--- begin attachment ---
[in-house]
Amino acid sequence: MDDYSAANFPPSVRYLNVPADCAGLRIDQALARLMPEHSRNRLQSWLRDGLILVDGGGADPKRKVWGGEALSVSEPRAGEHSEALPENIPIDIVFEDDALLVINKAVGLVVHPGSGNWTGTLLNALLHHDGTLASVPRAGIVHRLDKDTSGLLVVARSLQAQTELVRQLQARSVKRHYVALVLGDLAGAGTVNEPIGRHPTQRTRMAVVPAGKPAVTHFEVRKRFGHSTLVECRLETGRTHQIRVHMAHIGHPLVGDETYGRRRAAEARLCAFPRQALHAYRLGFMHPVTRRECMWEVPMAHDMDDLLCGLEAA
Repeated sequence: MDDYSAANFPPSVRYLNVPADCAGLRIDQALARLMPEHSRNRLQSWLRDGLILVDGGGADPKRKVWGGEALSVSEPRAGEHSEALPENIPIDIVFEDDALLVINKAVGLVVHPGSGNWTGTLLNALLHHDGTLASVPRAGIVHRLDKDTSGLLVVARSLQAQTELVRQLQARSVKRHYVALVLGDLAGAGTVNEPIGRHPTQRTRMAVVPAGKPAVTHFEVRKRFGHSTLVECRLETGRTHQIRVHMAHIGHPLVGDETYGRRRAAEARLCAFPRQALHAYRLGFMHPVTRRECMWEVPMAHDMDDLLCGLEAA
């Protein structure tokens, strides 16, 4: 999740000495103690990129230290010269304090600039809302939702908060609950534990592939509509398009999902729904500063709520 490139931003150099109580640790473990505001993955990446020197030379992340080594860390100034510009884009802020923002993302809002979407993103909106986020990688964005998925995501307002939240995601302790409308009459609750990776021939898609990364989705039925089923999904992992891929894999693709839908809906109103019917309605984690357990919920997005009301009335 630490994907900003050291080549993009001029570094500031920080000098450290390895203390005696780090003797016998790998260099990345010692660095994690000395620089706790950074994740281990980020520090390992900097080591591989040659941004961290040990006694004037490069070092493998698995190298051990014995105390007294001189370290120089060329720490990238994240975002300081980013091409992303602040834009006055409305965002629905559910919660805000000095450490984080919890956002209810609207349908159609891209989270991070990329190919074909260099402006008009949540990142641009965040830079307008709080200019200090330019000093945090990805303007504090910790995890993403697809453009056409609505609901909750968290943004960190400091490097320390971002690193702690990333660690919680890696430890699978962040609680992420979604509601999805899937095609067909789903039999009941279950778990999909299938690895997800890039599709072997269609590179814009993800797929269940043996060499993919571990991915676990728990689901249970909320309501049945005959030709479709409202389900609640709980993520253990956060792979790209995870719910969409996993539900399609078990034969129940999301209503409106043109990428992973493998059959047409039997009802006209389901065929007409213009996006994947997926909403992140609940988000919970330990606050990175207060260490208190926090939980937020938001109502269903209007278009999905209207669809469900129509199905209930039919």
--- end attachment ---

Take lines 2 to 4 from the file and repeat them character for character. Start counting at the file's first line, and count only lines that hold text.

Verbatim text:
Amino acid sequence: MDDYSAANFPPSVRYLNVPADCAGLRIDQALARLMPEHSRNRLQSWLRDGLILVDGGGADPKRKVWGGEALSVSEPRAGEHSEALPENIPIDIVFEDDALLVINKAVGLVVHPGSGNWTGTLLNALLHHDGTLASVPRAGIVHRLDKDTSGLLVVARSLQAQTELVRQLQARSVKRHYVALVLGDLAGAGTVNEPIGRHPTQRTRMAVVPAGKPAVTHFEVRKRFGHSTLVECRLETGRTHQIRVHMAHIGHPLVGDETYGRRRAAEARLCAFPRQALHAYRLGFMHPVTRRECMWEVPMAHDMDDLLCGLEAA
Repeated sequence: MDDYSAANFPPSVRYLNVPADCAGLRIDQALARLMPEHSRNRLQSWLRDGLILVDGGGADPKRKVWGGEALSVSEPRAGEHSEALPENIPIDIVFEDDALLVINKAVGLVVHPGSGNWTGTLLNALLHHDGTLASVPRAGIVHRLDKDTSGLLVVARSLQAQTELVRQLQARSVKRHYVALVLGDLAGAGTVNEPIGRHPTQRTRMAVVPAGKPAVTHFEVRKRFGHSTLVECRLETGRTHQIRVHMAHIGHPLVGDETYGRRRAAEARLCAFPRQALHAYRLGFMHPVTRRECMWEVPMAHDMDDLLCGLEAA
């Protein structure tokens, strides 16, 4: 999740000495103690990129230290010269304090600039809302939702908060609950534990592939509509398009999902729904500063709520 490139931003150099109580640790473990505001993955990446020197030379992340080594860390100034510009884009802020923002993302809002979407993103909106986020990688964005998925995501307002939240995601302790409308009459609750990776021939898609990364989705039925089923999904992992891929894999693709839908809906109103019917309605984690357990919920997005009301009335 630490994907900003050291080549993009001029570094500031920080000098450290390895203390005696780090003797016998790998260099990345010692660095994690000395620089706790950074994740281990980020520090390992900097080591591989040659941004961290040990006694004037490069070092493998698995190298051990014995105390007294001189370290120089060329720490990238994240975002300081980013091409992303602040834009006055409305965002629905559910919660805000000095450490984080919890956002209810609207349908159609891209989270991070990329190919074909260099402006008009949540990142641009965040830079307008709080200019200090330019000093945090990805303007504090910790995890993403697809453009056409609505609901909750968290943004960190400091490097320390971002690193702690990333660690919680890696430890699978962040609680992420979604509601999805899937095609067909789903039999009941279950778990999909299938690895997800890039599709072997269609590179814009993800797929269940043996060499993919571990991915676990728990689901249970909320309501049945005959030709479709409202389900609640709980993520253990956060792979790209995870719910969409996993539900399609078990034969129940999301209503409106043109990428992973493998059959047409039997009802006209389901065929007409213009996006994947997926909403992140609940988000919970330990606050990175207060260490208190926090939980937020938001109502269903209007278009999905209207669809469900129509199905209930039919």